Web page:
Electric vehicle-charging startups are racing to cash in on California’s drive to electrify truck fleets in the state. A clutch of companies are spending hundreds of millions of dollars to lease or buy land, install charging infrastructure, and in some cases, even order dozens of heavy-duty electric trucks to jump-start the nascent industry. The competition is heating up because of recent California regulations that force some trucking companies and owner-operators to begin buying electric vehicles starting Jan. 1, 2024. California, which depends on trucks to move billions of dollars worth of consumer goods, manufacturing parts and agricultural products each year, aims to replace more than 30,000 heavily-polluting trucks with clean-energy vehicles by 2035. The state’s rules targeting truck emissions are the toughest in the country calling for electric fleets, and they mean California will need thousands of charging stations to support the vehicles. Experts say such sites will have to be clustered close to the state’s big ports and warehousing hubs.
German truck maker Daimler, Japan’s top automaker Toyota and two other automakers said they will work together on new technologies, including using hydrogen fuel, to help fight climate change. The companies said Mitsubishi Fuso Truck and Bus Corp., whose top stakeholder is Daimler Truck, and Hino Motors, the truck maker in the Toyota group, will merge. Daimler Truck and Toyota Motor Corp. will equally invest in the holding company of the Mitsubishi-Hino merger, they said without giving a dollar amount for the deal. The companies plan to cooperate in reducing carbon emissions and developing other technologies such as autonomous driving, net-connected services and electric vehicles.
According to the cargo theft prevention firm CargoNet, reports of theft, fraud, and other kinds of criminal activity in the supply chain rose 41 percent in the first 20 weeks of 2023 compared to last year, reaching 900 incidents. New Jersey-based CargoNet says it helps prevent cargo theft and improve recovery rates through secure and controlled information sharing among theft victims, their business partners, and law enforcement. One type of scam that has become particularly popular with criminals is known as shipment misdirection. Since November 2022, CargoNet has been tracking a sharp rise in that highly technical scheme across the United States. And fictitious pickup and fraud complaints are 675 percent higher in the first 20 weeks of 2023 compared to the first 20 weeks of 2022. Most of the misdirection fraud has taken place in California, but some shipments have shipped from other states and have been misdirected to California.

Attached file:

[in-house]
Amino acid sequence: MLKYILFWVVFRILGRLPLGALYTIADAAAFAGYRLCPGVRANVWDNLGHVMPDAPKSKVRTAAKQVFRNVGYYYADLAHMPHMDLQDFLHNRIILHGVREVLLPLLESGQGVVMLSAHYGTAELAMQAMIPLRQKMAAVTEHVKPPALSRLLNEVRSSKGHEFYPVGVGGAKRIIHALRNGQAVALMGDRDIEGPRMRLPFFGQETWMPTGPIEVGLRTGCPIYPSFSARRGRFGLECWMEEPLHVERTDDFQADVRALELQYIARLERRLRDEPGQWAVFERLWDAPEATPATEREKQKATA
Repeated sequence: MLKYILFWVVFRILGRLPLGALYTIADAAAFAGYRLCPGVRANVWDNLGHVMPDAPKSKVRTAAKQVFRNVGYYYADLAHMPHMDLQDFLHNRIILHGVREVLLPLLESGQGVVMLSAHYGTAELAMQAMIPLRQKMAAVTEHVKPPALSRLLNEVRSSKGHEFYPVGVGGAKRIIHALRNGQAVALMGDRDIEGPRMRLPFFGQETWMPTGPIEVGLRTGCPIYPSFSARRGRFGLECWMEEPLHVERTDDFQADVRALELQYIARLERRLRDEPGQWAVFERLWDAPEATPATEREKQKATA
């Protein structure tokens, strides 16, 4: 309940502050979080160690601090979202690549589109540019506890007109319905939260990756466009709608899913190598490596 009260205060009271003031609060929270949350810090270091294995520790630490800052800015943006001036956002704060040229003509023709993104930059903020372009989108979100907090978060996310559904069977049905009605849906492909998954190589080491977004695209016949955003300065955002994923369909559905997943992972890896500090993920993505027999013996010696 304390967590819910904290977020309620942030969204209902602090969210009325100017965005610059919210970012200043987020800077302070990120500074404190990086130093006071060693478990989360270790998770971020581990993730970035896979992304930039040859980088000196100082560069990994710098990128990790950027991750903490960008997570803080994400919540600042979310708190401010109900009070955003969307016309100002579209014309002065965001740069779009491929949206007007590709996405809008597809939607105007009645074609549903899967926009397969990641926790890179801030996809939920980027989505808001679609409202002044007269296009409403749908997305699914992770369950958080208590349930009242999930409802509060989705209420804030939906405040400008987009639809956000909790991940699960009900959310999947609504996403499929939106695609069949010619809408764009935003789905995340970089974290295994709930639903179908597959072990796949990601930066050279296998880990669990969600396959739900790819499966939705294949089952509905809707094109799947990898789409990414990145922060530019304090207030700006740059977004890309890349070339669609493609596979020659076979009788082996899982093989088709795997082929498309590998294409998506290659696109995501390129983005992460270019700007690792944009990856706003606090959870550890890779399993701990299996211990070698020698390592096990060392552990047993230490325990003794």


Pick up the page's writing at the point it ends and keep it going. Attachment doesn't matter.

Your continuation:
There is no doubt that autonomous semi-trucks will change the face of logistics. Embark Trucks was founded in 2016 by CEO Alex Rodrigues and CTO Brandon Moak, and was one of the buzzier startups on the market. By 2018, Embark had raised about $47 million in funding and was valued at $5.2 billion. The company went public in 2021 but failed to develop and commercialize its autonomous vehicle technology. In March of 2023, the company announced that it would lay off 70 percent of its workforce, and the remaining 30 percent were tasked with the job of winding down operations. Last week, it was announced that Embark Trucks is being acquired by Applied Intuition, a simulation and software provider for autonomous vehicle development. The all-cash transaction has an equity value of about $71 million, according to the companies.
That’s all for this week. Enjoy the weekend and the song of the week, I Wanna be your Dog by the Stooges.